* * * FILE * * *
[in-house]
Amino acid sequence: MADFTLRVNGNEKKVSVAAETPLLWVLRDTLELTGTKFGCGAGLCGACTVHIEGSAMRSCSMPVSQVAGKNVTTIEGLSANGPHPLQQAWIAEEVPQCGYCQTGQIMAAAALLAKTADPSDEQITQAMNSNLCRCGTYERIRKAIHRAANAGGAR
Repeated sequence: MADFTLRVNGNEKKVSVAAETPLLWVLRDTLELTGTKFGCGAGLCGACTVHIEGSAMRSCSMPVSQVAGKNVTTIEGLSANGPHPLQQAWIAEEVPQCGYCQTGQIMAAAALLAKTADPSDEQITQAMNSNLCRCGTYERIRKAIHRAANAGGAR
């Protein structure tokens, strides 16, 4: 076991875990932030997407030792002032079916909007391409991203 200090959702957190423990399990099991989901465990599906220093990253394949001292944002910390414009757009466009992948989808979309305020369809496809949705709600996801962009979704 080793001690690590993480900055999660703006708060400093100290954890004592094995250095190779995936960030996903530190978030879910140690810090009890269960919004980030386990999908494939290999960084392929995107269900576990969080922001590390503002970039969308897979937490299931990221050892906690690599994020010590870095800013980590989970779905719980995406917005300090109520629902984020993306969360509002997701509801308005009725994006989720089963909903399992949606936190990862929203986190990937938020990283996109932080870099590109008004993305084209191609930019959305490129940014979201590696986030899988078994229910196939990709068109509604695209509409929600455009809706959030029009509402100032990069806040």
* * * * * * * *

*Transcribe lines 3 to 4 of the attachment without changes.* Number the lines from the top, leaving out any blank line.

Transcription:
Repeated sequence: MADFTLRVNGNEKKVSVAAETPLLWVLRDTLELTGTKFGCGAGLCGACTVHIEGSAMRSCSMPVSQVAGKNVTTIEGLSANGPHPLQQAWIAEEVPQCGYCQTGQIMAAAALLAKTADPSDEQITQAMNSNLCRCGTYERIRKAIHRAANAGGAR
């Protein structure tokens, strides 16, 4: 076991875990932030997407030792002032079916909007391409991203 200090959702957190423990399990099991989901465990599906220093990253394949001292944002910390414009757009466009992948989808979309305020369809496809949705709600996801962009979704 080793001690690590993480900055999660703006708060400093100290954890004592094995250095190779995936960030996903530190978030879910140690810090009890269960919004980030386990999908494939290999960084392929995107269900576990969080922001590390503002970039969308897979937490299931990221050892906690690599994020010590870095800013980590989970779905719980995406917005300090109520629902984020993306969360509002997701509801308005009725994006989720089963909903399992949606936190990862929203986190990937938020990283996109932080870099590109008004993305084209191609930019959305490129940014979201590696986030899988078994229910196939990709068109509604695209509409929600455009809706959030029009509402100032990069806040």